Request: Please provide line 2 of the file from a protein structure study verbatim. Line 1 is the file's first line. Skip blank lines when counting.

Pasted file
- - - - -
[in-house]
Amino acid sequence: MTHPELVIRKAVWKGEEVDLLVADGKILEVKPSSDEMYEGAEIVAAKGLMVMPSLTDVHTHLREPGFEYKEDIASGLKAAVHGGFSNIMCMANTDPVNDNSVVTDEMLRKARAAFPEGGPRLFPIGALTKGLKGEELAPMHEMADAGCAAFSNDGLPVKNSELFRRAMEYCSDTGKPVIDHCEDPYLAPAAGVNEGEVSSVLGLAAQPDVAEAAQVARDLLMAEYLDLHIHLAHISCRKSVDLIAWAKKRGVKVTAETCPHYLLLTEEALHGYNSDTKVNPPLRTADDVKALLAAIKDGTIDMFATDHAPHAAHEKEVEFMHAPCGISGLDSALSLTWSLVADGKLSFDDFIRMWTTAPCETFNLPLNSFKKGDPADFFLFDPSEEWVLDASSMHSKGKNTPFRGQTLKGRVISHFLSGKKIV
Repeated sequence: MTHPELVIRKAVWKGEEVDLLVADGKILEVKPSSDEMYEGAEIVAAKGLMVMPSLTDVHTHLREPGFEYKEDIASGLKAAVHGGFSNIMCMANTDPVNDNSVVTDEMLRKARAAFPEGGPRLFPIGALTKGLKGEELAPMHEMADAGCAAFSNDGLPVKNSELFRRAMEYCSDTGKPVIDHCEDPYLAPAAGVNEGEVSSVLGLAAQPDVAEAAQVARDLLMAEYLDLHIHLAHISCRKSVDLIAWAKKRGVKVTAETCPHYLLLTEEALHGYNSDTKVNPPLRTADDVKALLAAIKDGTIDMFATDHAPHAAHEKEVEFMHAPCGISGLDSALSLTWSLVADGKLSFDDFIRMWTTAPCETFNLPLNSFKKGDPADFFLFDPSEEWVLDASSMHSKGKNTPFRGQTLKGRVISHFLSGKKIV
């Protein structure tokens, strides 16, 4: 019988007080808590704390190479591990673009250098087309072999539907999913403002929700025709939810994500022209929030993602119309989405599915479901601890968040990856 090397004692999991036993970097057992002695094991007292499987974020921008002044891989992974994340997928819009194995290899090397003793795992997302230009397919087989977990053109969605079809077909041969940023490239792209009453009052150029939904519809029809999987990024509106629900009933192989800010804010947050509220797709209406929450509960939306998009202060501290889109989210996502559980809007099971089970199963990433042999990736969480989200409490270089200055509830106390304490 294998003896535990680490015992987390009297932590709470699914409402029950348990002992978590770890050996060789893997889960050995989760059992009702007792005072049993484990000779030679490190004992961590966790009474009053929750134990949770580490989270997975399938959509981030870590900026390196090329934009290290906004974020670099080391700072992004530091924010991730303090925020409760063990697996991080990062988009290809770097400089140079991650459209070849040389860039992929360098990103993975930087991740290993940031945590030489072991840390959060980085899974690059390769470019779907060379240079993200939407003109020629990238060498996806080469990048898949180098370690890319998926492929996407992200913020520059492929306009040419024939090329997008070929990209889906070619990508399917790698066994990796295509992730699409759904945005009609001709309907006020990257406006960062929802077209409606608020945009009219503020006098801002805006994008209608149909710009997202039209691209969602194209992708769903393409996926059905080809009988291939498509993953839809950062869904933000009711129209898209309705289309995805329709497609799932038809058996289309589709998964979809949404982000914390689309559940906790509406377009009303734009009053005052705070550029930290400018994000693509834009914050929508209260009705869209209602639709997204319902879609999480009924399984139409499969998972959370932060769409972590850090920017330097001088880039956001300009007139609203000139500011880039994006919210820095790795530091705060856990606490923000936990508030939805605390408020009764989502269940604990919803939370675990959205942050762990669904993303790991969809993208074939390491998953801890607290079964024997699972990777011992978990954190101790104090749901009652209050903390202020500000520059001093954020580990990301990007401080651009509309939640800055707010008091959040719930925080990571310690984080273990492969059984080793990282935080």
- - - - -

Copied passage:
Amino acid sequence: MTHPELVIRKAVWKGEEVDLLVADGKILEVKPSSDEMYEGAEIVAAKGLMVMPSLTDVHTHLREPGFEYKEDIASGLKAAVHGGFSNIMCMANTDPVNDNSVVTDEMLRKARAAFPEGGPRLFPIGALTKGLKGEELAPMHEMADAGCAAFSNDGLPVKNSELFRRAMEYCSDTGKPVIDHCEDPYLAPAAGVNEGEVSSVLGLAAQPDVAEAAQVARDLLMAEYLDLHIHLAHISCRKSVDLIAWAKKRGVKVTAETCPHYLLLTEEALHGYNSDTKVNPPLRTADDVKALLAAIKDGTIDMFATDHAPHAAHEKEVEFMHAPCGISGLDSALSLTWSLVADGKLSFDDFIRMWTTAPCETFNLPLNSFKKGDPADFFLFDPSEEWVLDASSMHSKGKNTPFRGQTLKGRVISHFLSGKKIV